Every year (possibly since the 70s), in spring and fall the white house throws open its gates to the general public so they may have a glimpse of its garden. We were at the visitor ellipse at 8:00 am to find our place behind some 50 or so people in the line. The visitor center was to start giving out tickets at 9:00 am and we were hoping to get the first entry at 10:00 am and avoid the crowds and the sun. I quite liked the ticket with its doodle of flowers and leaves, green and white. For a brief second I thought the artists had for some reason goofed up on their representation of the white house - where was the lovely balcony? - only to realize that the balcony we saw from the street on our morning walks was in the backside of the white house.
And so we strolled in, admiring the lawns and huge trees, each of which had a signboard in front of it showing which president or first lady was the one who planted it.
Quite a few were by the Bushes - senior and junior, and some by the Clintons.
Here is some information from the booklet we were handed during the tour. (The publication was made possible through the generosity of the White House Historical Association, a private, non- profit educational organization):
"The White House grounds are the oldest continuously maintained landscape in the United States.
The White House's first resident, John Adams, requested that a garden be planted before his arrival in 1800. Unfortunately, he was defeated shortly thereafter by Thomas Jefferson and never enjoyed the produce from the White House Grounds. While in office, Jefferson made plans for planting trees and established winding pathways surrounded by rhododendron and other American shrubbery.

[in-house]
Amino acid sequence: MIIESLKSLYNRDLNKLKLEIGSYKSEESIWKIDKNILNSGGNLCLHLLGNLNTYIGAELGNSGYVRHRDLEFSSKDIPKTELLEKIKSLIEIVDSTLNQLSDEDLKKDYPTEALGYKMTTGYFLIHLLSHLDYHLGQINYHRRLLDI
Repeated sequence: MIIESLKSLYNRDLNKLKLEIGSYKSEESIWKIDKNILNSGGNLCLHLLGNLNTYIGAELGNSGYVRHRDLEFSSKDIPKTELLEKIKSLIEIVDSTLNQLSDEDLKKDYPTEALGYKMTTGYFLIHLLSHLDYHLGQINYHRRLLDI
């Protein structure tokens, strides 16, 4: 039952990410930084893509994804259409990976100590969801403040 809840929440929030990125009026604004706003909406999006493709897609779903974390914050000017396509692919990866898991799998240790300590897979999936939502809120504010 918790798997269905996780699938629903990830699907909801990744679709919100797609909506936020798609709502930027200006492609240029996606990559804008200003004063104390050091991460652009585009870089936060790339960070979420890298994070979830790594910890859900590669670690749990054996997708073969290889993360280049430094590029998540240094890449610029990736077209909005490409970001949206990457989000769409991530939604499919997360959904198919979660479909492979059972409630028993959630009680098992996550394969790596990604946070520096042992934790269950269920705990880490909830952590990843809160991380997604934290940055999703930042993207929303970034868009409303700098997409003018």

In the 1820s, John Quincy Adams formally established a White House gardening program. It is said that he liked to dig in the flower beds early in the morning and claimed to have planted over a thousand plants during his tenure. His successor, Andrew Jackson, continued to develop the gardening program, adding an orangery in which to grow fruit during the winter."
We were all so excited to be so up close; apparently in one of the past tours President Obama had come out and waved to the crowds. No such excitement this time!
This sight was familiar, thanks to the media coverage of the President's addresses.
It was nice to have the band playing while we waited in the lines
The most recent addition to the grounds was the kitchen garden, established in 2009 by First Lady Michelle Obama along with students from local schools. I read (again in the lovely booklet provided along with the ticket) that the food grown here is used to provide for the first family and State dinners. Further, a third of it is donated to a local charitable organization that provides services around homelessness.